Expanded ethical standards: All tax preparers will now have to abide by Treasury Department Circular 230, which currently only apply to attorneys, CPAs and enrolled agents who practice before the IRS. This rule took effect in June 2005 and applies to written advice given by affected tax professionals. Circular 230 also allows the IRS to suspend or otherwise discipline tax preparers who engage in unethical or disreputable conduct.
Rules take effect in 2011: OK, that's a lot to implement when it comes to the thousands of tax pros who will be affected. That's why the IRS isn't trying to do any of it this filing season. The agency will phase in the new rules beginning in 2011.
But in the near future, the agency will start laying the oversight foundation.
The IRS will this week start sending letters to approximately 10,000 paid tax return preparers across the country. These are preparers with large volumes of specific tax returns where the IRS typically sees frequent errors, such as filings that include Schedule C (sole proprietor) income and expenses, Schedule A deductions, Earned Income Tax Credit claims and returns from folks wanting the benefit of the aforementioned First-Time Homebuyer Credit.
In addition, IRS agents will make personal visits to letter recipients just so the agency can be sure the preparers know, says the IRS, "their obligations and responsibilities to prepare accurate tax returns." Just a friendly little chat; don't be alarmed.
And the agency also plans to conduct "other compliance and education visits with return preparers on a variety of issues." Hmmm. From that wording, it appears some of those stop-bys might not be so friendly.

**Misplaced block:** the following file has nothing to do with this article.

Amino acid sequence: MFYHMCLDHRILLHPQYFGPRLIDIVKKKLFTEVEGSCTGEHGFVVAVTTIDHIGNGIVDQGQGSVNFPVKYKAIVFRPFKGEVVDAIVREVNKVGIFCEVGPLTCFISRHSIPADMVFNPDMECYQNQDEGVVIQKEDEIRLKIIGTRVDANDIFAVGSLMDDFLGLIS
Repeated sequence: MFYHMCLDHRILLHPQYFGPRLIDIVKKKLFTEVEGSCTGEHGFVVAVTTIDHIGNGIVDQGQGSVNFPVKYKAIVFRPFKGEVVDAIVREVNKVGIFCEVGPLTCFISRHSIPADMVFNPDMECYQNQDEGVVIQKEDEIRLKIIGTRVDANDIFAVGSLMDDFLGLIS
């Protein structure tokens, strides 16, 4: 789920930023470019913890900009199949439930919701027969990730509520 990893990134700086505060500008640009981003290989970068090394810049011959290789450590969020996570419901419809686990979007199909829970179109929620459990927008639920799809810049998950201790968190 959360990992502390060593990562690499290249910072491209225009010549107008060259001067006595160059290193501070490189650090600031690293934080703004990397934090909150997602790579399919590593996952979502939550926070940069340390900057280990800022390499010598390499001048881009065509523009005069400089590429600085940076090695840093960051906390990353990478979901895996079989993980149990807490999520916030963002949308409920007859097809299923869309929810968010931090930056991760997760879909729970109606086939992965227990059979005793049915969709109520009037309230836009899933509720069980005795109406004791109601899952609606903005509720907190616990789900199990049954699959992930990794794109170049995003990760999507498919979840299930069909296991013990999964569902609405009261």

Greatest good: Overall, I think it's a good move by the IRS. As I mentioned in an earlier post, all sorts of folks are required to meet minimum standards before they get official approval to do their jobs. That doesn't necessarily mean they do the best job (trust me, I've had some licensed hairdressers who butchered my 'do!), but at least there is a mechanism in place to track those who do truly horrific and unprofessional jobs.
As for those tax preparers who've been doing damn fine and ethical jobs on their own, I understand your frustration with having to deal with official oversight. Sadly, that's America nowadays. Those who do what's right inevitably end up paying a price because of those who don't. If I could personally slap every idiot who caused me hassle because of his or her stupid (or worse) actions, I would. Unfortunately, it probably wouldn't do any good.
In the end, I believe (hope) that the greatest good for the greatest number of taxpayers will be achieved thanks to these new rules.
If you want more on what the IRS plans as far as paid preparers and what the IRS' six months of study and data gathering revealed, check out the official 54-page Return Preparer Review.
And if you want to make sure you're getting a qualified and ethical preparer this pre-regulation filing season, check out Picking a tax pro.
- Tax preparer regulation debate heats up
- More tax preparer oversight issues
- The 12 Tax Tips of Christmas: Hire a Pro
- Are you a good or bad tax client?